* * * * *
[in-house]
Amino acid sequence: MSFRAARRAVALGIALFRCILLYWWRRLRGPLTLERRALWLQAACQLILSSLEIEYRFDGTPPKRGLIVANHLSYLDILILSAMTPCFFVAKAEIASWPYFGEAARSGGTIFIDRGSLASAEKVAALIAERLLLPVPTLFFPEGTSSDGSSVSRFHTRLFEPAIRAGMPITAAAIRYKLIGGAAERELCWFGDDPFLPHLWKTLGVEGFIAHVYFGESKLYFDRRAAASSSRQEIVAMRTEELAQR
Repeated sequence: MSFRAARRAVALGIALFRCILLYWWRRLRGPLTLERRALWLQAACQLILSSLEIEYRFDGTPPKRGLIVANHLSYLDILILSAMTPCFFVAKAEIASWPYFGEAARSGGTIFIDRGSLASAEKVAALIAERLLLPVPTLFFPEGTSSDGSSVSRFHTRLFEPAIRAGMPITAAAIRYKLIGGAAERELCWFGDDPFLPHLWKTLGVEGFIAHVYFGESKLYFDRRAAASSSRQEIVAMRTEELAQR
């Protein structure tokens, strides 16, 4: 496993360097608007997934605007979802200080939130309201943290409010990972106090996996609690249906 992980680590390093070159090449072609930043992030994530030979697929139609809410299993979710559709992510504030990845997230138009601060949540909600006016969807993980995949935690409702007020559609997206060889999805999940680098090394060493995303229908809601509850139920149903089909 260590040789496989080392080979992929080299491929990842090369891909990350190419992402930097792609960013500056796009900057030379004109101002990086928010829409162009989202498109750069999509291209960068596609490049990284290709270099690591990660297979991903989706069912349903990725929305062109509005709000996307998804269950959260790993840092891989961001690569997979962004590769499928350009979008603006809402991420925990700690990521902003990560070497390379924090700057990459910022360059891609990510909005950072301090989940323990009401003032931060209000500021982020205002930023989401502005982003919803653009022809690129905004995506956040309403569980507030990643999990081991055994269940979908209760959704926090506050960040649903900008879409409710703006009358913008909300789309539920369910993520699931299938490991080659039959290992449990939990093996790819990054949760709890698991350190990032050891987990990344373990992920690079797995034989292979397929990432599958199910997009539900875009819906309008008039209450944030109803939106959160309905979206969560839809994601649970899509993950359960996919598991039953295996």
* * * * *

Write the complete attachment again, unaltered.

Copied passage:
[in-house]
Amino acid sequence: MSFRAARRAVALGIALFRCILLYWWRRLRGPLTLERRALWLQAACQLILSSLEIEYRFDGTPPKRGLIVANHLSYLDILILSAMTPCFFVAKAEIASWPYFGEAARSGGTIFIDRGSLASAEKVAALIAERLLLPVPTLFFPEGTSSDGSSVSRFHTRLFEPAIRAGMPITAAAIRYKLIGGAAERELCWFGDDPFLPHLWKTLGVEGFIAHVYFGESKLYFDRRAAASSSRQEIVAMRTEELAQR
Repeated sequence: MSFRAARRAVALGIALFRCILLYWWRRLRGPLTLERRALWLQAACQLILSSLEIEYRFDGTPPKRGLIVANHLSYLDILILSAMTPCFFVAKAEIASWPYFGEAARSGGTIFIDRGSLASAEKVAALIAERLLLPVPTLFFPEGTSSDGSSVSRFHTRLFEPAIRAGMPITAAAIRYKLIGGAAERELCWFGDDPFLPHLWKTLGVEGFIAHVYFGESKLYFDRRAAASSSRQEIVAMRTEELAQR
């Protein structure tokens, strides 16, 4: 496993360097608007997934605007979802200080939130309201943290409010990972106090996996609690249906 992980680590390093070159090449072609930043992030994530030979697929139609809410299993979710559709992510504030990845997230138009601060949540909600006016969807993980995949935690409702007020559609997206060889999805999940680098090394060493995303229908809601509850139920149903089909 260590040789496989080392080979992929080299491929990842090369891909990350190419992402930097792609960013500056796009900057030379004109101002990086928010829409162009989202498109750069999509291209960068596609490049990284290709270099690591990660297979991903989706069912349903990725929305062109509005709000996307998804269950959260790993840092891989961001690569997979962004590769499928350009979008603006809402991420925990700690990521902003990560070497390379924090700057990459910022360059891609990510909005950072301090989940323990009401003032931060209000500021982020205002930023989401502005982003919803653009022809690129905004995506956040309403569980507030990643999990081991055994269940979908209760959704926090506050960040649903900008879409409710703006009358913008909300789309539920369910993520699931299938490991080659039959290992449990939990093996790819990054949760709890698991350190990032050891987990990344373990992920690079797995034989292979397929990432599958199910997009539900875009819906309008008039209450944030109803939106959160309905979206969560839809994601649970899509993950359960996919598991039953295996």